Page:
Wednesday, October 5, 2022

You might want to take note of these new state tax laws

(WYDaily file/Courtesy of Unsplash)
(WYDaily file/Courtesy of Unsplash)

A number of new state and local tax laws go into effect starting July 1.

They include changes to taxes on tobacco products, as well as the retail sales and use tax in one locality – the General Assembly tackled these during the 2019 and 2020 sessions.

Here are some of the coming changes:

Cigarette and tobacco products tax increase: Beginning July 1, the tax rate doubles for cigarettes and other tobacco products currently subject to the tax. The tax on a pack of cigarettes increases from 30 cents to 60 cents per pack.

Liquid nicotine subject to tobacco products tax: The new tax rate for liquid nicotine products is 6.6 cents per milliliter on sales or purchases on or after July 1.

Retail sales and use tax exemption for gun safes: As of July 1, gun safes with a selling price of $1,500 or less per item are exempt from the retail sales and use tax.

This exemption includes a gun safe or vault that is:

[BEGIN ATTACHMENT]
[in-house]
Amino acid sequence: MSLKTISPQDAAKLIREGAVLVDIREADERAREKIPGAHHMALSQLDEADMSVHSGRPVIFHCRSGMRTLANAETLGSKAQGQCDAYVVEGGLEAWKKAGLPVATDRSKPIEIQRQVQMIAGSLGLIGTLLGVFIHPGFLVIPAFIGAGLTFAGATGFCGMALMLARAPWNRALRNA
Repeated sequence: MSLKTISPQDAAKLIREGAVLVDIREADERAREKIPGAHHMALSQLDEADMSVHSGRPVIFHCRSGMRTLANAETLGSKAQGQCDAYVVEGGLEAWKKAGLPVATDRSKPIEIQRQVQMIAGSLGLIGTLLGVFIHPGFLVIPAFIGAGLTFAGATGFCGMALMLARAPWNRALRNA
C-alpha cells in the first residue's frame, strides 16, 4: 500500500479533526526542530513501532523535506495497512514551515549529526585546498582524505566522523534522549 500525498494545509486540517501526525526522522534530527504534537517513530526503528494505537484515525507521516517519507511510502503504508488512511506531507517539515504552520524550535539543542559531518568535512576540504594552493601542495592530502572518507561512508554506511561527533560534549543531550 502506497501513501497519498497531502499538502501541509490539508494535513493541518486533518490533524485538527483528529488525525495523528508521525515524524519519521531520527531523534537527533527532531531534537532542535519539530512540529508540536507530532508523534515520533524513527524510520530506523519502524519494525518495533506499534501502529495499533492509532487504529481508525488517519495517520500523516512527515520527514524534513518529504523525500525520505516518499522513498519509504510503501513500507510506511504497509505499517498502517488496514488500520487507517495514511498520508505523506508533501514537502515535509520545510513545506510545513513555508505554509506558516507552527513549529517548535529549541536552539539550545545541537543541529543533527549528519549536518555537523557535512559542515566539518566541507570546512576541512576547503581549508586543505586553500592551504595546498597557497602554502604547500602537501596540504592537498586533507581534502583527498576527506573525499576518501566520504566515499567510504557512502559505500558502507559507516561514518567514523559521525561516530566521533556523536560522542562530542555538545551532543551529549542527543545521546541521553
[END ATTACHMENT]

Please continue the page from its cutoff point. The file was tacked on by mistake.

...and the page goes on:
• Commercially available;
  • Secured with a digital or dial combination locking mechanism or biometric locking mechanism; and
  • Designed for the storage of a firearm or for ammunition.

Glass-faced cabinets are not eligible for this exemption.

Here’s a complete list of the new 2020 state and local tax laws.

John Mangalonzohttp://wydaily.com
John Mangalonzo (john@localdailymedia.com) is the managing editor of Local Voice Media’s Virginia papers – WYDaily (Williamsburg), Southside Daily (Virginia Beach) and HNNDaily (Hampton-Newport News). Before coming to Local Voice, John was the senior content editor of The Bellingham Herald, a McClatchy newspaper in Washington state. Previously, he served as city editor/content strategist for USA Today Network newsrooms in St. George and Cedar City, Utah. John started his professional journalism career shortly after graduating from Lyceum of The Philippines University in 1990. As a rookie reporter for a national newspaper in Manila that year, John was assigned to cover four of the most dangerous cities in Metro Manila. Later that year, John was transferred to cover the Philippine National Police and Armed Forces of the Philippines. He spent the latter part of 1990 to early 1992 embedded with troopers in the southern Philippines as they fought with communist rebels and Muslim extremists. His U.S. journalism career includes reporting and editing stints for newspapers and other media outlets in New York City, California, Texas, Iowa, Utah, Colorado and Washington state.

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